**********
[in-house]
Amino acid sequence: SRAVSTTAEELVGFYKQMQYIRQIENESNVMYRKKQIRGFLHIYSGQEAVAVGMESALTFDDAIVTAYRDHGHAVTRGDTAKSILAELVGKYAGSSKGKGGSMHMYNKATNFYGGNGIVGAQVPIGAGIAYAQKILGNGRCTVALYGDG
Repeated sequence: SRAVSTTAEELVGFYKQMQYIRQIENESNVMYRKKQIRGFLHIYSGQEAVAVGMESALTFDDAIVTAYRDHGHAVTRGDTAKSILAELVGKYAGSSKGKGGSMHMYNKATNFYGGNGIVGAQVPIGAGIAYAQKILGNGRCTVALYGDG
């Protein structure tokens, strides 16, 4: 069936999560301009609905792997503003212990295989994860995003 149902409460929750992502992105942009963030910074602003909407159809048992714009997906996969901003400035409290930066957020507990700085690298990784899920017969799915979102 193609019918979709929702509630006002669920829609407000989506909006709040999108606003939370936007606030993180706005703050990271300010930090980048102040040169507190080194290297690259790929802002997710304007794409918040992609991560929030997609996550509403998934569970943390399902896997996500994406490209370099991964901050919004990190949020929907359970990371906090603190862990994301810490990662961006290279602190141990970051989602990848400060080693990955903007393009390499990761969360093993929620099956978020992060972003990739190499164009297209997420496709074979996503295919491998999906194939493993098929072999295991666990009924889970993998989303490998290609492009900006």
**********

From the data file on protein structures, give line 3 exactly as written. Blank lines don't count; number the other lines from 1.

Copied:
Repeated sequence: SRAVSTTAEELVGFYKQMQYIRQIENESNVMYRKKQIRGFLHIYSGQEAVAVGMESALTFDDAIVTAYRDHGHAVTRGDTAKSILAELVGKYAGSSKGKGGSMHMYNKATNFYGGNGIVGAQVPIGAGIAYAQKILGNGRCTVALYGDG